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Comment Corporations are an Abomination (Score 3, Insightful) 182

Ah, yes. Just like copyright law, the laws governing corporations are an abomination and perversion of what was originally intended.
In the beginning:

  • Corporate charters (licenses to exist) were granted for a limited time and could be revoked promptly for violating laws.
  • Corporations could engage only in activities necessary to fulfill their chartered purpose.
  • Corporations could not own stock in other corporations nor own any property that was not essential to fulfilling their chartered purpose.
  • Corporations were often terminated if they exceeded their authority or caused public harm.
  • Owners and managers were responsible for criminal acts committed on the job.
  • Corporations could not make any political or charitable contributions nor spend money to influence law-making.

What the hell happened? Corporations made TONS of money off of the Civil War (Military-Industrial Complex?). Corporations bought influence and successfully eroded the protections given to the people by the founders and the states from such corporations as the East India Company.

Yes, I know we like to ridicule the founders as not being worthy of the pedestal they've been placed on. But they got a lot of things right that got royally screwed up over time. Corporations were not intended to be given power with the singular purpose of making money. They were intended to be given power to fulfill a purpose, and then dissolve when the purpose was fulfilled, or no longer necessary. The corporation would cease to exist if it violated any laws, and the people running the corporation would be held accountable for those actions. Almost sounds like a utopia.

Comment Re: Why "I" shouldn't trust Geek Squad? (Score 2, Informative) 389

You have all rights. The Bill of Rights lists the rights Congress is explicitly never to infringe upon.

"The right there specified is that of "bearing arms for a lawful purpose." This is not a right granted by the Constitution. Neither is it in any manner dependent upon that instrument for its existence. The second amendment declares that it shall not be infringed, but this, as has been seen, means no more than that it shall not be infringed by Congress. This is one of the amendments that has no other effect than to restrict the powers of the national government, leaving the people to look for their protection against any violation by their fellow citizens of the rights it recognizes, to what is called, in The City of New York v. Miln, 11 Pet. 139, the "powers which relate to merely municipal legislation, or what was, perhaps, more properly called internal police," "not surrendered or restrained" by the Constitution of the United States."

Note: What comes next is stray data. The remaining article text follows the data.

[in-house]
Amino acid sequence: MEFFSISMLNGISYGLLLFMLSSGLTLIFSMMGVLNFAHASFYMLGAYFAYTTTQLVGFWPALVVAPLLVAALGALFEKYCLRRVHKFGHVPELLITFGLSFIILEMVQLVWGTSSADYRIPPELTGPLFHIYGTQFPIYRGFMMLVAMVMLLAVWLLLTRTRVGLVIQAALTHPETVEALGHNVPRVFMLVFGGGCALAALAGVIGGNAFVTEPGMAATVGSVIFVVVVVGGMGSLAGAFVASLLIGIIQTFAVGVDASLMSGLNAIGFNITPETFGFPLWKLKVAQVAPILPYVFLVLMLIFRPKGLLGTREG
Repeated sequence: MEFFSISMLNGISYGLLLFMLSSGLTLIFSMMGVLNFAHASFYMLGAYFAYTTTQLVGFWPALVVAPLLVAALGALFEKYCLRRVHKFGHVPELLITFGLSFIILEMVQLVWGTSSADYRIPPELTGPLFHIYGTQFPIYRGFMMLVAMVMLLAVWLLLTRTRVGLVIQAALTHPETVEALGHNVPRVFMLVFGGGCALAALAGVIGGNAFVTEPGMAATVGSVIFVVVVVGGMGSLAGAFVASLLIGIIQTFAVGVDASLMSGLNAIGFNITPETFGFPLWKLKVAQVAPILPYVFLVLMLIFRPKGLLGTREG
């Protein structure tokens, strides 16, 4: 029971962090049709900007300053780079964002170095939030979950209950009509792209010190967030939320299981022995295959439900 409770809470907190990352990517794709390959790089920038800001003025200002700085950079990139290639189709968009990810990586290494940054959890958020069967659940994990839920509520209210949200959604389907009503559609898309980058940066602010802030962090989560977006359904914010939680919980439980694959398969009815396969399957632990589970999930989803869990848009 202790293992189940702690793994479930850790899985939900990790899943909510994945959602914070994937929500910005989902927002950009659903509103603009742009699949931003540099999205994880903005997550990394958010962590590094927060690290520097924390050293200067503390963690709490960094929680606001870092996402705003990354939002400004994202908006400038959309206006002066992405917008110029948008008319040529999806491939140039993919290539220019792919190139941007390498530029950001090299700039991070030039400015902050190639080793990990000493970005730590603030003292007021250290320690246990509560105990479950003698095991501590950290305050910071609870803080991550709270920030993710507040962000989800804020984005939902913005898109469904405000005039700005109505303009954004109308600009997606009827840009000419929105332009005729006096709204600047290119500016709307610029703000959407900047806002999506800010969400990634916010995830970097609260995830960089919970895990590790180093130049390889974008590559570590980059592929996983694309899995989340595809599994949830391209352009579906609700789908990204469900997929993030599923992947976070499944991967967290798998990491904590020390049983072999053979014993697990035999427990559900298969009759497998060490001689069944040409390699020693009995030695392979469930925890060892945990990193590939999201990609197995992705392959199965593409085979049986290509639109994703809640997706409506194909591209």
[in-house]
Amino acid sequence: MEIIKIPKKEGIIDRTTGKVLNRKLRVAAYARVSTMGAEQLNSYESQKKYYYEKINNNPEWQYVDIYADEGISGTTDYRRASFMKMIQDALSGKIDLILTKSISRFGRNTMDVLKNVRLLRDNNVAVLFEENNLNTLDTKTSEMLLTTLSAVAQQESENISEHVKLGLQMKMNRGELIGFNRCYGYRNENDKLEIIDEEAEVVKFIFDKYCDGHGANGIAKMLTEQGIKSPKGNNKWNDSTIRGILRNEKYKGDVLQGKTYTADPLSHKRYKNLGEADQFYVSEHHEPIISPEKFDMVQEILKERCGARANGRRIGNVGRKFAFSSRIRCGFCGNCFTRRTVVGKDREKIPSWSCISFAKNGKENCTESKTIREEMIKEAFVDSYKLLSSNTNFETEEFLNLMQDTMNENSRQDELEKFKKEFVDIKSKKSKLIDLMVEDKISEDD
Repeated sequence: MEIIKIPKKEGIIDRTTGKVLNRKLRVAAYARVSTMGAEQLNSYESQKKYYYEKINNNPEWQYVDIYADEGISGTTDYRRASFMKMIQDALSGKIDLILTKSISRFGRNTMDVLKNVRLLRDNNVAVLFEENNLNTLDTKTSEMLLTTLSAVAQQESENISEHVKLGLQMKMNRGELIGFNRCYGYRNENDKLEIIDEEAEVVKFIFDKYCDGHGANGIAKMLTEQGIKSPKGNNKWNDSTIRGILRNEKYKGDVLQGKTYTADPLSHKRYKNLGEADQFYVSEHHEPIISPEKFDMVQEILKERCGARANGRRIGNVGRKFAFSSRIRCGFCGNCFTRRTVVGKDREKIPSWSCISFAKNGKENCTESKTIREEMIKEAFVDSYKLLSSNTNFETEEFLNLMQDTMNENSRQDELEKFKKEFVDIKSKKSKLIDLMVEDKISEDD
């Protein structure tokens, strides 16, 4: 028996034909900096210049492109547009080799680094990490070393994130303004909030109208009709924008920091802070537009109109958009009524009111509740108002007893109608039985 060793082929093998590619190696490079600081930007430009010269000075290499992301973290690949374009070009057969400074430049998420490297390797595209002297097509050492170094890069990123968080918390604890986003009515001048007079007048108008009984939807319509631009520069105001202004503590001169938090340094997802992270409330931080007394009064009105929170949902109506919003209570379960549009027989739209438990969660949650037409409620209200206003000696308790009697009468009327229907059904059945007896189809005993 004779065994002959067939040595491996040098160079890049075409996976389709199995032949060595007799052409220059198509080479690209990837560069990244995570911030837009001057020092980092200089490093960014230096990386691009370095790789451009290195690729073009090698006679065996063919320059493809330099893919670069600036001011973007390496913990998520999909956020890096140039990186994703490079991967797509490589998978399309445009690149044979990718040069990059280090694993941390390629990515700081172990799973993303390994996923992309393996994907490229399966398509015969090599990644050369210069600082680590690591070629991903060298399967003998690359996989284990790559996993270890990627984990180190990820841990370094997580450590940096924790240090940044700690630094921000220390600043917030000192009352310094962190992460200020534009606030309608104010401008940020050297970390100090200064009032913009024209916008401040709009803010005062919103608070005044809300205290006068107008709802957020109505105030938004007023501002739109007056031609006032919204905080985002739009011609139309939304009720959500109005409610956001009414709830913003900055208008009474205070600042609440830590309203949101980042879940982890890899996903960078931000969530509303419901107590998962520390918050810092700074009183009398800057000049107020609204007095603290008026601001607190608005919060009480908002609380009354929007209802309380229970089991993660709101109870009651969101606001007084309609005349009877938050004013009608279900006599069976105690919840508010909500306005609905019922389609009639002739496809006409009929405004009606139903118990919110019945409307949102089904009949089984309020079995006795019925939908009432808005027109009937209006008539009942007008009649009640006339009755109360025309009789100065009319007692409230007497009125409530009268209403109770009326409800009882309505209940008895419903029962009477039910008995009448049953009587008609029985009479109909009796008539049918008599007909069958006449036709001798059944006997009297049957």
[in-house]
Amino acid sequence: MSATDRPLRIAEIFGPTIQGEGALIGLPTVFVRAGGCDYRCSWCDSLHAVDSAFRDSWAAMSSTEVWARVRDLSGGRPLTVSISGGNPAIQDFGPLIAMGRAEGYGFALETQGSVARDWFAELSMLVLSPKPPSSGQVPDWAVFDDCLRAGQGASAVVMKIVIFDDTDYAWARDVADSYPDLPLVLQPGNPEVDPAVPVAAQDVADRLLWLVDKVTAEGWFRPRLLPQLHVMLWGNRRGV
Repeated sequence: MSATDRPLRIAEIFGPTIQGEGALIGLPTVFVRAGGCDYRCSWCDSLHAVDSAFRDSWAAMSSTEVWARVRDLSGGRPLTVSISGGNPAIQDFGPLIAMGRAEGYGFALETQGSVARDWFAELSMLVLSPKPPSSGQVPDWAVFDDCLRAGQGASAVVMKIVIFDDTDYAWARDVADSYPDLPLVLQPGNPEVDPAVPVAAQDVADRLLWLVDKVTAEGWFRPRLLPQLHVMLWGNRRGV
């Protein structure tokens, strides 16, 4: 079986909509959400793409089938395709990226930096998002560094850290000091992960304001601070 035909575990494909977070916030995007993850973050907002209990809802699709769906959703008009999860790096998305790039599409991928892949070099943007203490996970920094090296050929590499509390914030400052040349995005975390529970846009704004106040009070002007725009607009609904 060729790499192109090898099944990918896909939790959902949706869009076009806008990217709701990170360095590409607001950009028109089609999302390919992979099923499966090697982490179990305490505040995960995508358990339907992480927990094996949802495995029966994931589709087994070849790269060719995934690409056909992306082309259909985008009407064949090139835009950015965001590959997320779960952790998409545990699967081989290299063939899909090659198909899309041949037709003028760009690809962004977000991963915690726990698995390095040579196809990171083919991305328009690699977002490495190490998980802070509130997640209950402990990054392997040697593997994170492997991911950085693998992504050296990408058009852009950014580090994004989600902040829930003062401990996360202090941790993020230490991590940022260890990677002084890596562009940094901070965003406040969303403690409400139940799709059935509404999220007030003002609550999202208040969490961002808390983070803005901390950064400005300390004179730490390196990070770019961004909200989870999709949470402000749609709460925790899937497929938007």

Comment Re: Then LG prada (Score 3, Insightful) 35

I've seen the patent for this prior to this release. I was pretty confident it was disinformation so competitors wouldn't know what they were actually doing. I still believe that's case, and what this protype is.

It may have been George Lucas style revisionism, but it's been said the iPhone was a stepping stone to get to Jobs' goal of the iPad. The click wheel wouldn't fly. And I doubt AT&T would have redesigned their network and voicemail system for this either.

Comment Re: But why? (Score 1) 336

Jobs had a vision. For him Apple was not just a spreadsheet of metrics with which to extract the most amount of wealth from and then leave.

Jobs genuinely wanted to change the world with technology while also making a living at it. Was he a douche? Sure. Was he a manipulative son of a bitch? Perhaps. But he knew what he wanted to do and he seeked out the talent to make that happen.

Apple without a visionary is not Apple. Tim Cook and Jony Ives are not visionaries. I am without a doubt sure that the were the best people for the jobs they did while Jobs was there, however with out the direction/management that Jobs brought to the table, Apple is just adrift.

That spark Jobs, Gates, Hewlet, Packard, all the former great tech founders had is gone and have been replaced with out of sync number crunchers only interested in cost cutting and maximizing profit.

Comment Re:I doubt this is correct (Score 1) 289

You could be right. To me it sounds like both the battery design was too aggressive for current technology as well as the space allowed for the battery to do its thing was insufficient. If they replaced the battery, it would have to be less aggressive, lower capacity design plus a reduction in the battery's physical size.

The resulting battery may have been insufficient for the phone in a way that was unacceptable to the marketing guys. If the phone only has 1 to 2 hours of power with the fix, the hit to the brand may have been calculated to be too great than just doing a recall and going back to the drawing board.

Comment Re: Click Bait (Score 2) 232

Availability or the number of people who have insurance has no validity as a metric on quality or affordability of healthcare.